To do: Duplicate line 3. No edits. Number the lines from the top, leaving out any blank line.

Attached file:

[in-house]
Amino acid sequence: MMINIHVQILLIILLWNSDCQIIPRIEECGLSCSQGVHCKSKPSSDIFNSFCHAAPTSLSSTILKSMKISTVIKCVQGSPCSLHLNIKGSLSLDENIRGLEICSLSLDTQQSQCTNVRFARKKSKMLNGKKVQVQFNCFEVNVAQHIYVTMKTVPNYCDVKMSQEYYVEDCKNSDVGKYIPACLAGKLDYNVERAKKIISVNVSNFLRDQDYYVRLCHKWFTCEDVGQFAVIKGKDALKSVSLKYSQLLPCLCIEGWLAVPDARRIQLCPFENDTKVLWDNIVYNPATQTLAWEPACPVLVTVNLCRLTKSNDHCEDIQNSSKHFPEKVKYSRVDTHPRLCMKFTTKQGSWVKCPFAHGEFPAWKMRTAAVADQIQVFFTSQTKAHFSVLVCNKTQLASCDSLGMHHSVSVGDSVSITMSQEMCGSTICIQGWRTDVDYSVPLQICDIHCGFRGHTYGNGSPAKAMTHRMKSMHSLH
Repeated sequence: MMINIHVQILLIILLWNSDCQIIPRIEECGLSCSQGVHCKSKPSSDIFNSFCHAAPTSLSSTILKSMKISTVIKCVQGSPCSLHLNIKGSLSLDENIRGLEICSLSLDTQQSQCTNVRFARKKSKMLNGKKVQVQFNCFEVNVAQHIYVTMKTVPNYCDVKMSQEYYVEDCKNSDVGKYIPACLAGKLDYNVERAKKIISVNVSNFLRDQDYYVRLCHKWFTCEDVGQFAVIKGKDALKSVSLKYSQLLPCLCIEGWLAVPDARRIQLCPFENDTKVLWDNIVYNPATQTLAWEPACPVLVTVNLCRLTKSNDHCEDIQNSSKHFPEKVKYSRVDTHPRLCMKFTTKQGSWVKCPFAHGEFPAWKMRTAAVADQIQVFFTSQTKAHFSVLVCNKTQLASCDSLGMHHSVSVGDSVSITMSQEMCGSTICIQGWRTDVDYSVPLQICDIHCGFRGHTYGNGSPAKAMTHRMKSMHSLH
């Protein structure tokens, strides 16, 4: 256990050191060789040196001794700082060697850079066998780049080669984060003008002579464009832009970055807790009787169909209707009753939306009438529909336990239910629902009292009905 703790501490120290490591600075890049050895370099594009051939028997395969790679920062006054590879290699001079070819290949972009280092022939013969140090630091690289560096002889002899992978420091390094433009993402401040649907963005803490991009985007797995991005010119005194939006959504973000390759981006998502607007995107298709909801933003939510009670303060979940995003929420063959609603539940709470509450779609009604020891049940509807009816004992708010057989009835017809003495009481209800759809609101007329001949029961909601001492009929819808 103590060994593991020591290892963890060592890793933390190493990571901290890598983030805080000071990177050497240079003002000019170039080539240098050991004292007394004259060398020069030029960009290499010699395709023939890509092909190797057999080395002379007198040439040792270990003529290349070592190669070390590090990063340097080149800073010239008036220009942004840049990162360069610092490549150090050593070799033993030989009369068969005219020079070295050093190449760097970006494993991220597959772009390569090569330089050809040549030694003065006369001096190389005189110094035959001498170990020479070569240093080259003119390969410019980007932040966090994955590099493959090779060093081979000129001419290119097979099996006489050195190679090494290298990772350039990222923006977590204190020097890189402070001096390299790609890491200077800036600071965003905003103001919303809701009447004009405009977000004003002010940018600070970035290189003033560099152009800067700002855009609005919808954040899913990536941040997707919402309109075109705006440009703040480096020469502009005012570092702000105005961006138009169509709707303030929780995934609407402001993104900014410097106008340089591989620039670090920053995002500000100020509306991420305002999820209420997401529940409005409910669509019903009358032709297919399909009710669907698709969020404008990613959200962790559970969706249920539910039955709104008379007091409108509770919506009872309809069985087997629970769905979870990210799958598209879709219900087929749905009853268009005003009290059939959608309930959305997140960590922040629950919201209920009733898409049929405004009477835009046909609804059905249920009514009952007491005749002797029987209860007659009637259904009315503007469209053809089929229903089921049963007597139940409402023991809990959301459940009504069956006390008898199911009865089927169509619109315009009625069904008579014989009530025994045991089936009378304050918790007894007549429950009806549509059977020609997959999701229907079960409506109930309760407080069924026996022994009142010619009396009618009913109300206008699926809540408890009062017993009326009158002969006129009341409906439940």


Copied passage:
Repeated sequence: MMINIHVQILLIILLWNSDCQIIPRIEECGLSCSQGVHCKSKPSSDIFNSFCHAAPTSLSSTILKSMKISTVIKCVQGSPCSLHLNIKGSLSLDENIRGLEICSLSLDTQQSQCTNVRFARKKSKMLNGKKVQVQFNCFEVNVAQHIYVTMKTVPNYCDVKMSQEYYVEDCKNSDVGKYIPACLAGKLDYNVERAKKIISVNVSNFLRDQDYYVRLCHKWFTCEDVGQFAVIKGKDALKSVSLKYSQLLPCLCIEGWLAVPDARRIQLCPFENDTKVLWDNIVYNPATQTLAWEPACPVLVTVNLCRLTKSNDHCEDIQNSSKHFPEKVKYSRVDTHPRLCMKFTTKQGSWVKCPFAHGEFPAWKMRTAAVADQIQVFFTSQTKAHFSVLVCNKTQLASCDSLGMHHSVSVGDSVSITMSQEMCGSTICIQGWRTDVDYSVPLQICDIHCGFRGHTYGNGSPAKAMTHRMKSMHSLH